It is important to highlight the difference between corporate philanthropy and social responsibility. A company’s social responsibility is linked to the role of that organization within society and the consequences of its actions, while corporate philanthropy is aimed at any type of action that collaborates for a more just and democratic society.
Individual philanthropy, or that of individuals, as the name implies, is carried out by individuals. It is important for the population to engage socially so that it is possible to establish a broad culture of donating financial resources in Brazil .
According to Inês Mindlin Lafer , “donations from private institutes and very high net worth people, as they are restricted, tend to prioritize areas such as education, social assistance and health. Other themes, such as political participation, strengthening of democracy, inequality, among many others, remain in the background.”
The entry of more individuals into the philanthropic donation scenario, therefore, diversifies the sources of funds and makes it possible to support initiatives in key areas for building an active civil society.
In punctual philanthropy there is no recurrence. One-off or sporadic donations are made, usually related to an emergency – such as natural disasters (floods, droughts, earthquakes, etc.), conflicts or pandemics (such as Covid-19), for example .
It is extremely important to save lives in critical moments, but insufficient to actually transform society.
In recurrent philanthropy, donations are made on a fixed basis, seeking not only to solve an emergency but also to solve, in a broad way, a social problem .
It is directly linked to strategic philanthropy, typically meeting a fixed budget every month or year.
There are several actions that can be classified as philanthropic. Some of the most common examples are:
- Donate clothes to those in need;
- Donating basic food baskets to those who have financial difficulties buying food;
- Donate money to charities that promote various actions to help the less favored;
- Volunteer as an educator;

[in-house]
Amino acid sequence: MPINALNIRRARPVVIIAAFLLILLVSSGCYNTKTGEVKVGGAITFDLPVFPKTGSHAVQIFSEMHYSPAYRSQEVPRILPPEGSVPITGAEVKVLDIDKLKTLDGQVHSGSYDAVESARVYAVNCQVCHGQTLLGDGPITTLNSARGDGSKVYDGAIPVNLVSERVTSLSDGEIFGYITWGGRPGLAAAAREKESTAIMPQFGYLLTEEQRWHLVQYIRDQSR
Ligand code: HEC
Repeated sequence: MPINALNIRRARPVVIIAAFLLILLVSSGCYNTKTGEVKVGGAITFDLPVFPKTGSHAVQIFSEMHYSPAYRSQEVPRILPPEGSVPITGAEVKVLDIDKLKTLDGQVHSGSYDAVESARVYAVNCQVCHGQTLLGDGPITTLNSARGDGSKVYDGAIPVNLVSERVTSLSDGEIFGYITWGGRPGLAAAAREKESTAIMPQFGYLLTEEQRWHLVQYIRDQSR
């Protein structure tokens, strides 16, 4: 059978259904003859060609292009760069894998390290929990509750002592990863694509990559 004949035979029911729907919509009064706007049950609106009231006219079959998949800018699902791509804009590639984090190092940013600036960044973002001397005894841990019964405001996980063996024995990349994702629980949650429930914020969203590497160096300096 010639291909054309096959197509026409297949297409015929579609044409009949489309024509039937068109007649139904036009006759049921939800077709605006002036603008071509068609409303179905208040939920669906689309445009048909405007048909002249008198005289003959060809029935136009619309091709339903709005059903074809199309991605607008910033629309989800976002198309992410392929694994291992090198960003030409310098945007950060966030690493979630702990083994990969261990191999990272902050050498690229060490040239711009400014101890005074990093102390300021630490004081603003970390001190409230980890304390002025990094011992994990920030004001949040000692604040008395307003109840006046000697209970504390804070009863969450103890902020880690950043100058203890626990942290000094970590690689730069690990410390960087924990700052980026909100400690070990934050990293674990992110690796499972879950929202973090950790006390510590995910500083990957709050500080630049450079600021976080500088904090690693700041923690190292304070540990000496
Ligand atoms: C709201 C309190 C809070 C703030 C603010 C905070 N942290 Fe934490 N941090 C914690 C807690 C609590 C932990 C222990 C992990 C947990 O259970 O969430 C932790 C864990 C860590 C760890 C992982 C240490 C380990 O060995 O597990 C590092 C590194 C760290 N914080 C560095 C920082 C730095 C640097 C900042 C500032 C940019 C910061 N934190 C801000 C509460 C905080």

- Practicing some activity or service on a voluntary basis (doctor, lawyer, etc.).
Difference between philanthropy and misanthropy
Both are opposite concepts. Philanthropy boils down to “love of humanity”, that is, when the purpose is to help people. On the other hand, misanthropy is the outright “hatred of humanity”, when the person (called a misanthrope ) feels uncomfortable interacting with or empathizing with other individuals.
Misanthropy can manifest itself in an extreme way in some social groups, such as hatred of women (misogyny) and hatred of homosexuals (homophobia).
difference between philanthropy and charity
Charity, as we have seen, has its origins in Christian doctrine, having been consolidated over the centuries with institutions of mercy that worked, mostly, in medical and hospital care for needy people – providing food, clothing, care and shelter to people in need .
Philanthropy, on the other hand, does not just help people in urgent need: more than that, it seeks to build a more equal society in which there are fewer people in urgent need.
In the definition of IDIS – Institute for the Development of Social Investment , “people who practice charity are seeking to alleviate the suffering of others, while the tendency of philanthropy is to try to solve the problem that is causing suffering .”
In the contemporary world, therefore, philanthropy can be described, as explained by Inês Mindlin Lafer, founder of Confluentes, director of the Betty and Jacob Lafer Institute and chairman of the board of GIFE (Group of Institutes, Foundations and Companies), as “ voluntary action of private resources for the public good and for public actions ”.